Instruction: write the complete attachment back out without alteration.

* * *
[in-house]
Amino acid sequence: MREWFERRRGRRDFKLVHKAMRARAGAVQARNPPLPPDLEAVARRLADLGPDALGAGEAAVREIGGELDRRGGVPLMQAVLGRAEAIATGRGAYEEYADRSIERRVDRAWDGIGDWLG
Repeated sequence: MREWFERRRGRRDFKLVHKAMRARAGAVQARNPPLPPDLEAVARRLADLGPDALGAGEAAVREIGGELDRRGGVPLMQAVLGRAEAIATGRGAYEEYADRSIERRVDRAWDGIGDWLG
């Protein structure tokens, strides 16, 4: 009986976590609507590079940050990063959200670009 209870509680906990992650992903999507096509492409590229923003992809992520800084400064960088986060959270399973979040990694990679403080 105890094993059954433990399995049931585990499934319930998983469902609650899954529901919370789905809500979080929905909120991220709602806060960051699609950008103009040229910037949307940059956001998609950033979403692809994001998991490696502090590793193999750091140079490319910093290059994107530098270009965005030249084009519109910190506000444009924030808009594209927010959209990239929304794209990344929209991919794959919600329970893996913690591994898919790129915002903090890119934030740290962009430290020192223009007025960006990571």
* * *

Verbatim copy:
[in-house]
Amino acid sequence: MREWFERRRGRRDFKLVHKAMRARAGAVQARNPPLPPDLEAVARRLADLGPDALGAGEAAVREIGGELDRRGGVPLMQAVLGRAEAIATGRGAYEEYADRSIERRVDRAWDGIGDWLG
Repeated sequence: MREWFERRRGRRDFKLVHKAMRARAGAVQARNPPLPPDLEAVARRLADLGPDALGAGEAAVREIGGELDRRGGVPLMQAVLGRAEAIATGRGAYEEYADRSIERRVDRAWDGIGDWLG
């Protein structure tokens, strides 16, 4: 009986976590609507590079940050990063959200670009 209870509680906990992650992903999507096509492409590229923003992809992520800084400064960088986060959270399973979040990694990679403080 105890094993059954433990399995049931585990499934319930998983469902609650899954529901919370789905809500979080929905909120991220709602806060960051699609950008103009040229910037949307940059956001998609950033979403692809994001998991490696502090590793193999750091140079490319910093290059994107530098270009965005030249084009519109910190506000444009924030808009594209927010959209990239929304794209990344929209991919794959919600329970893996913690591994898919790129915002903090890119934030740290962009430290020192223009007025960006990571």